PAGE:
Why employers are offering caregiving benefits
Companies that offset the burden for employees with medical and support services are likely to see higher retention rates
More than one in six U.S. employees has a secondary job their employer might not know about: informal caregiving for a relative.
As the older adult population in the U.S. is projected to nearly double in size by 2050 from 48 million to 88 million, employers need to expect that employees might be distracted with the financial and emotional burden of caring for a relative and are looking for support in the form of peer support groups, medical tools, flexible schedules and more.
In fact, 23% of employees are spending 41 hours or longer each week caring for a relative, according to a new report from the Northeast Business Group on Health.
“Many employees providing care for loved ones don’t think of themselves as caregivers but rather as ‘just doing what’s necessary,’ and that in itself can be an obstacle in adequately supporting those struggling with this burden,” says Jeremy Nobel, medical director of the NEBGH.
Meanwhile, employees distracted with their caretaking responsibilites have a big impact on employers, affecting absenteeism, productivity levels, healthcare costs and retention rates — factors that result in a loss of almost $38 billion each year for employers, according to the NEBGH.
“There’s a growing awareness at the risk caregiving represents for the health and well-being of the employee caregiver,” Nobel says.
So what’s an employer to do? Organizations, Nobel says, can help their caregiving employees in a number of ways, such as tackling company culture, facilitating access to logistical, legal and medical services and training managers to be more aware of the challenges.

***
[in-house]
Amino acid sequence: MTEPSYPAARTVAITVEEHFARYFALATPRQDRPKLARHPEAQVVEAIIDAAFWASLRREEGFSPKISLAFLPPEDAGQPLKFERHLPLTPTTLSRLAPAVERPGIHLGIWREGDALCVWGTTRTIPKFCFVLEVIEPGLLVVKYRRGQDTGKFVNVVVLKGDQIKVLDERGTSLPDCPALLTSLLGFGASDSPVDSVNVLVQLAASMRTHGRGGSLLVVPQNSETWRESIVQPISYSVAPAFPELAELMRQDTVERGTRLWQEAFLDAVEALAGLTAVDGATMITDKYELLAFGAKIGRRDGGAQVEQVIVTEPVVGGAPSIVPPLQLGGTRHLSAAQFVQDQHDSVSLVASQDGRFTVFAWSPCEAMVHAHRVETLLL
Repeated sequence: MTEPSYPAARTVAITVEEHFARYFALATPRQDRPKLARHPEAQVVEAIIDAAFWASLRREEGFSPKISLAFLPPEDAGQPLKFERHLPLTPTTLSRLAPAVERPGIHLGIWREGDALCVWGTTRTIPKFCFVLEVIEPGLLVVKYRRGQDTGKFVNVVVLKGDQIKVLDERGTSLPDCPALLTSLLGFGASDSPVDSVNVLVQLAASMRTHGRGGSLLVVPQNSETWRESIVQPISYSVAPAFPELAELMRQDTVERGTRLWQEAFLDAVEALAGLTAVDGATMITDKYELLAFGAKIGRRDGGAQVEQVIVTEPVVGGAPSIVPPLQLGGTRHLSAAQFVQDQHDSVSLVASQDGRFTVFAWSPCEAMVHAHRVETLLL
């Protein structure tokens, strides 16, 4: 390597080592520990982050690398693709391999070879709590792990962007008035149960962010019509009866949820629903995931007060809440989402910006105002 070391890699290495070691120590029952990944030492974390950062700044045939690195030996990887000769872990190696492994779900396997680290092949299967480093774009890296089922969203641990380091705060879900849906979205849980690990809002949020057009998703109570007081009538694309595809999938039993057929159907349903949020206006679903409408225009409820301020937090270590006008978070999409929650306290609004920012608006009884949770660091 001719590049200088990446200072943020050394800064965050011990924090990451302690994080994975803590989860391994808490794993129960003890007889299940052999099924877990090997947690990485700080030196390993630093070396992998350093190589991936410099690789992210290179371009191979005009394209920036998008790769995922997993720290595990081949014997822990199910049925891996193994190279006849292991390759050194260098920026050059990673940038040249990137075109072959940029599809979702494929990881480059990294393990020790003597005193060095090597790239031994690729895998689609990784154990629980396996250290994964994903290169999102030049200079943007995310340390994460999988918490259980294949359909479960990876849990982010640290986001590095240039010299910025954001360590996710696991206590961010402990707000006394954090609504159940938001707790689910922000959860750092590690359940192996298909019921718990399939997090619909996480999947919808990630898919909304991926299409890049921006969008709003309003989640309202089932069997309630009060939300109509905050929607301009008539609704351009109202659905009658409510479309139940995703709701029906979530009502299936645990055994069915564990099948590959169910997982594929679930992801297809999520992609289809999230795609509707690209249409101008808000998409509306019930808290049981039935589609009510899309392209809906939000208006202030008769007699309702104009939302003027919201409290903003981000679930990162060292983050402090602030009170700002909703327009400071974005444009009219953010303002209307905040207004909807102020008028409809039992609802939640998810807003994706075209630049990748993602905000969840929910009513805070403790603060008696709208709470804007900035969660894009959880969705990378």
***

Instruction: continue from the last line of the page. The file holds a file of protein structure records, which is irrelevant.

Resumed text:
For example, Big Four firm EY offers two telephonic peer support groups managed by its internal employee assistance program team. Employees can join EY’s caregiver group to share resources, information, ideas and experiences, according to the report. The firm also has a group to support parents of children with special health needs, where employees can address trends in care and parenting.
Employer-formed networks, such as EY’s support groups, are crucial for many millennial caregivers — the fastest-growing demographic — who might not have coworkers in their peer group to discuss these issues with, Nobel says. Employers also can offer millennials and tech-savvy employees web-based tools and services. For example, Prudential Financial offers Best Doctors, a physician referral service, to its employees and their families as a benefit, according to the NEBGH. As a result, 65% of the insurance company’s employees or their relatives using the service received a changed diagnosis.
If caregiving benefit services aren’t enough, flexible scheduling or leave policies can make the difference for caregiving employees.
While more than three in five workers in the United States are covered by the Family Medical Leave Act, which guarantees up to 12 weeks of unpaid leave, it isn’t possible for most caregivers to lose their salary. On average, family caregivers spend $7,000 on out-of-pocket caregiving expenses annually, which is close to 20% of overall income for many Americans, according to the report.
Some employers, like Big Four firm Deloitte and pharmaceutical company Pfizer, offer paid time off to take care of a relative. Other companies offer paid family leave that employees can use for maternity and paternity leave, or for taking care of a sick or disabled parent, spouse or child.
Above all, Nobel says, employers need to “make sure that the right set of support activities are not just available but actively communicated to the employees around logistical and emotional support.”